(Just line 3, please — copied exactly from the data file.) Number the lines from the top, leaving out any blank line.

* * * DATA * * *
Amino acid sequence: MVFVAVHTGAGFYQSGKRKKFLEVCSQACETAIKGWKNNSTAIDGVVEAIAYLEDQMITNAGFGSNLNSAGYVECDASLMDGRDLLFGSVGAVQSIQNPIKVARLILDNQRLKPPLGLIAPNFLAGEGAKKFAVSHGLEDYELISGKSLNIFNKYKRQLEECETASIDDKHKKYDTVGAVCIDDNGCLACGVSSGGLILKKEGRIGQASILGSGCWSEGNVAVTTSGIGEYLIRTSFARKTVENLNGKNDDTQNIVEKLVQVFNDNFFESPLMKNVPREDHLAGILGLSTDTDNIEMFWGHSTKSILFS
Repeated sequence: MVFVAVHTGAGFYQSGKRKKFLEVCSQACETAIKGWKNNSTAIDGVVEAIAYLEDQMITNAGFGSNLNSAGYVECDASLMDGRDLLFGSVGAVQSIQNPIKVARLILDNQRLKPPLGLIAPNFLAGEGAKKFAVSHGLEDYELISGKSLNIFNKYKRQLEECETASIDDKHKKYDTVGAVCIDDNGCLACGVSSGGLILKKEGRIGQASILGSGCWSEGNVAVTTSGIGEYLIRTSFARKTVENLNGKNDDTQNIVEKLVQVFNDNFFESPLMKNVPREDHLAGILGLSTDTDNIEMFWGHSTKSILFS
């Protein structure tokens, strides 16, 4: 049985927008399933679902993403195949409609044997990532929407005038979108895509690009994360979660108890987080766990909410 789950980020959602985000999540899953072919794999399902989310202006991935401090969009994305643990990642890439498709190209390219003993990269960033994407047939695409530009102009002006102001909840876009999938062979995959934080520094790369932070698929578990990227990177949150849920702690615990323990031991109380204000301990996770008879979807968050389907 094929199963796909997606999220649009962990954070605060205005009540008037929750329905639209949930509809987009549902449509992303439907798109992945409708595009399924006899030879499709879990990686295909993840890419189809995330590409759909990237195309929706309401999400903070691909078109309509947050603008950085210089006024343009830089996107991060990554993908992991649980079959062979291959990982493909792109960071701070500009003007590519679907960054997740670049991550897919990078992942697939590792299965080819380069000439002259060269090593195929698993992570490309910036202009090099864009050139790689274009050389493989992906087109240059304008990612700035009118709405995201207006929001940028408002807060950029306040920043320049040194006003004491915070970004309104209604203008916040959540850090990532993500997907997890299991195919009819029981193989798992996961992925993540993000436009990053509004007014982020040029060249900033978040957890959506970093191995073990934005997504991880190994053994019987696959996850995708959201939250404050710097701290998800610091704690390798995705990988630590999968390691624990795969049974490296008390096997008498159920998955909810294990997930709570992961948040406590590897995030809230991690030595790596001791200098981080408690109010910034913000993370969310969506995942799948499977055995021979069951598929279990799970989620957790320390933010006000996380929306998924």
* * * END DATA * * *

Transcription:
């Protein structure tokens, strides 16, 4: 049985927008399933679902993403195949409609044997990532929407005038979108895509690009994360979660108890987080766990909410 789950980020959602985000999540899953072919794999399902989310202006991935401090969009994305643990990642890439498709190209390219003993990269960033994407047939695409530009102009002006102001909840876009999938062979995959934080520094790369932070698929578990990227990177949150849920702690615990323990031991109380204000301990996770008879979807968050389907 094929199963796909997606999220649009962990954070605060205005009540008037929750329905639209949930509809987009549902449509992303439907798109992945409708595009399924006899030879499709879990990686295909993840890419189809995330590409759909990237195309929706309401999400903070691909078109309509947050603008950085210089006024343009830089996107991060990554993908992991649980079959062979291959990982493909792109960071701070500009003007590519679907960054997740670049991550897919990078992942697939590792299965080819380069000439002259060269090593195929698993992570490309910036202009090099864009050139790689274009050389493989992906087109240059304008990612700035009118709405995201207006929001940028408002807060950029306040920043320049040194006003004491915070970004309104209604203008916040959540850090990532993500997907997890299991195919009819029981193989798992996961992925993540993000436009990053509004007014982020040029060249900033978040957890959506970093191995073990934005997504991880190994053994019987696959996850995708959201939250404050710097701290998800610091704690390798995705990988630590999968390691624990795969049974490296008390096997008498159920998955909810294990997930709570992961948040406590590897995030809230991690030595790596001791200098981080408690109010910034913000993370969310969506995942799948499977055995021979069951598929279990799970989620957790320390933010006000996380929306998924």